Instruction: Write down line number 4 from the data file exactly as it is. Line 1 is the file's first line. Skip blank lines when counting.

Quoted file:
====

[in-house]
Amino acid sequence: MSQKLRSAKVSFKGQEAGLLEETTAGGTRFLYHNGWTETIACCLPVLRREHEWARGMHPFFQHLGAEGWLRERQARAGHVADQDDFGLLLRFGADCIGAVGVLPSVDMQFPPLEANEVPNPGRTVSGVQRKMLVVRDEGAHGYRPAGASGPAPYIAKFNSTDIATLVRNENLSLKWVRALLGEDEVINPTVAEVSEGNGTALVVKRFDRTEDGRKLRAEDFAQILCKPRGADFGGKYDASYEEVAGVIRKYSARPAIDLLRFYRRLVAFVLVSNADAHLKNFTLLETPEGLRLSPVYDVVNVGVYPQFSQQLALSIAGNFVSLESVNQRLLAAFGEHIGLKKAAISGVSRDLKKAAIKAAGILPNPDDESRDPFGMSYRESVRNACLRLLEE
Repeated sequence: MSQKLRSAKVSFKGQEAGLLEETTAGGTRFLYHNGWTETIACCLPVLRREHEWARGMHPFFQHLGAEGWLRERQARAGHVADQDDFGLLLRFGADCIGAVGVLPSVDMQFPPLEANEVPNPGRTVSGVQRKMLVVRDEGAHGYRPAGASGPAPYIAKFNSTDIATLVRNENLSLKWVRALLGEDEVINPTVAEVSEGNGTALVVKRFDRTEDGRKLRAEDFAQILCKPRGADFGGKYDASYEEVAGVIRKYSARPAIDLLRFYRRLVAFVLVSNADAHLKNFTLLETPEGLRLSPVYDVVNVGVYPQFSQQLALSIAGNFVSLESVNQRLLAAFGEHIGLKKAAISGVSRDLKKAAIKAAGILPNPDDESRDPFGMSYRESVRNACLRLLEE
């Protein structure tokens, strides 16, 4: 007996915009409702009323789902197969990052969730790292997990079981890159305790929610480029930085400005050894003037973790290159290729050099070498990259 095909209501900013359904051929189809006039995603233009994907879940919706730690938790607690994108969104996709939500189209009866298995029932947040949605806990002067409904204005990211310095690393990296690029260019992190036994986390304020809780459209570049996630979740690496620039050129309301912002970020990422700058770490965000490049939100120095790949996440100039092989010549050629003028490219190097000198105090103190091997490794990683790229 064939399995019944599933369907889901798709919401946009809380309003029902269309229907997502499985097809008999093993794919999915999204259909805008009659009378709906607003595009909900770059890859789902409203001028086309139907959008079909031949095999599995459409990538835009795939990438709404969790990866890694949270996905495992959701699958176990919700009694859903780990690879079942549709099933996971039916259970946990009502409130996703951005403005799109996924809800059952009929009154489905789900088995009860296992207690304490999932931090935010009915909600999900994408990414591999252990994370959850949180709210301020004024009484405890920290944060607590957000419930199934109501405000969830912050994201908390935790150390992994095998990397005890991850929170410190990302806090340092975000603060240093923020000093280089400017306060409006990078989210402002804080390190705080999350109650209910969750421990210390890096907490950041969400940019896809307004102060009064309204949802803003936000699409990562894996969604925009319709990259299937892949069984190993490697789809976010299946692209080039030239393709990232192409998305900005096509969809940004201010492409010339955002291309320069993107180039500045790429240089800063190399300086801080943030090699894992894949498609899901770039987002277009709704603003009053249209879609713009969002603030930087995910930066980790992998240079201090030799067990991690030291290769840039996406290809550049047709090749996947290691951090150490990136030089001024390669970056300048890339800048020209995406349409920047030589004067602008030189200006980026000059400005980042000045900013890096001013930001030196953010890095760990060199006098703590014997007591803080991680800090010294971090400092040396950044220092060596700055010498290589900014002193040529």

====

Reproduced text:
């Protein structure tokens, strides 16, 4: 007996915009409702009323789902197969990052969730790292997990079981890159305790929610480029930085400005050894003037973790290159290729050099070498990259 095909209501900013359904051929189809006039995603233009994907879940919706730690938790607690994108969104996709939500189209009866298995029932947040949605806990002067409904204005990211310095690393990296690029260019992190036994986390304020809780459209570049996630979740690496620039050129309301912002970020990422700058770490965000490049939100120095790949996440100039092989010549050629003028490219190097000198105090103190091997490794990683790229 064939399995019944599933369907889901798709919401946009809380309003029902269309229907997502499985097809008999093993794919999915999204259909805008009659009378709906607003595009909900770059890859789902409203001028086309139907959008079909031949095999599995459409990538835009795939990438709404969790990866890694949270996905495992959701699958176990919700009694859903780990690879079942549709099933996971039916259970946990009502409130996703951005403005799109996924809800059952009929009154489905789900088995009860296992207690304490999932931090935010009915909600999900994408990414591999252990994370959850949180709210301020004024009484405890920290944060607590957000419930199934109501405000969830912050994201908390935790150390992994095998990397005890991850929170410190990302806090340092975000603060240093923020000093280089400017306060409006990078989210402002804080390190705080999350109650209910969750421990210390890096907490950041969400940019896809307004102060009064309204949802803003936000699409990562894996969604925009319709990259299937892949069984190993490697789809976010299946692209080039030239393709990232192409998305900005096509969809940004201010492409010339955002291309320069993107180039500045790429240089800063190399300086801080943030090699894992894949498609899901770039987002277009709704603003009053249209879609713009969002603030930087995910930066980790992998240079201090030799067990991690030291290769840039996406290809550049047709090749996947290691951090150490990136030089001024390669970056300048890339800048020209995406349409920047030589004067602008030189200006980026000059400005980042000045900013890096001013930001030196953010890095760990060199006098703590014997007591803080991680800090010294971090400092040396950044220092060596700055010498290589900014002193040529």